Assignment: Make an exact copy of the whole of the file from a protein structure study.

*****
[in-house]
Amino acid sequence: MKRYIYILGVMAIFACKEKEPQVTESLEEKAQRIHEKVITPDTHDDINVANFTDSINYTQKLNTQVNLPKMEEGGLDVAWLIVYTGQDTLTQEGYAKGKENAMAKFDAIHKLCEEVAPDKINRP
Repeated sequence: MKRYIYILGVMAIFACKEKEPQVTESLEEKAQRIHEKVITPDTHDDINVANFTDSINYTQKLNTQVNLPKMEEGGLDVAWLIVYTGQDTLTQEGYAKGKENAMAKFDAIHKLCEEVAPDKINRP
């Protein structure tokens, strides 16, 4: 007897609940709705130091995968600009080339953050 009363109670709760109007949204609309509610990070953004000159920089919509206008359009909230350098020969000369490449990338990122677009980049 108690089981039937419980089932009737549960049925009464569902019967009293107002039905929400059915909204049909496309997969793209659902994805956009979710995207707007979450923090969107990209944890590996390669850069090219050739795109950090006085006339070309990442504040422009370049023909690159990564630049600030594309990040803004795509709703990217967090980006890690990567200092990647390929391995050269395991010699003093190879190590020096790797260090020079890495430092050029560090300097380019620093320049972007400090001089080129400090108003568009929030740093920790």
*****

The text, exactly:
[in-house]
Amino acid sequence: MKRYIYILGVMAIFACKEKEPQVTESLEEKAQRIHEKVITPDTHDDINVANFTDSINYTQKLNTQVNLPKMEEGGLDVAWLIVYTGQDTLTQEGYAKGKENAMAKFDAIHKLCEEVAPDKINRP
Repeated sequence: MKRYIYILGVMAIFACKEKEPQVTESLEEKAQRIHEKVITPDTHDDINVANFTDSINYTQKLNTQVNLPKMEEGGLDVAWLIVYTGQDTLTQEGYAKGKENAMAKFDAIHKLCEEVAPDKINRP
């Protein structure tokens, strides 16, 4: 007897609940709705130091995968600009080339953050 009363109670709760109007949204609309509610990070953004000159920089919509206008359009909230350098020969000369490449990338990122677009980049 108690089981039937419980089932009737549960049925009464569902019967009293107002039905929400059915909204049909496309997969793209659902994805956009979710995207707007979450923090969107990209944890590996390669850069090219050739795109950090006085006339070309990442504040422009370049023909690159990564630049600030594309990040803004795509709703990217967090980006890690990567200092990647390929391995050269395991010699003093190879190590020096790797260090020079890495430092050029560090300097380019620093320049972007400090001089080129400090108003568009929030740093920790």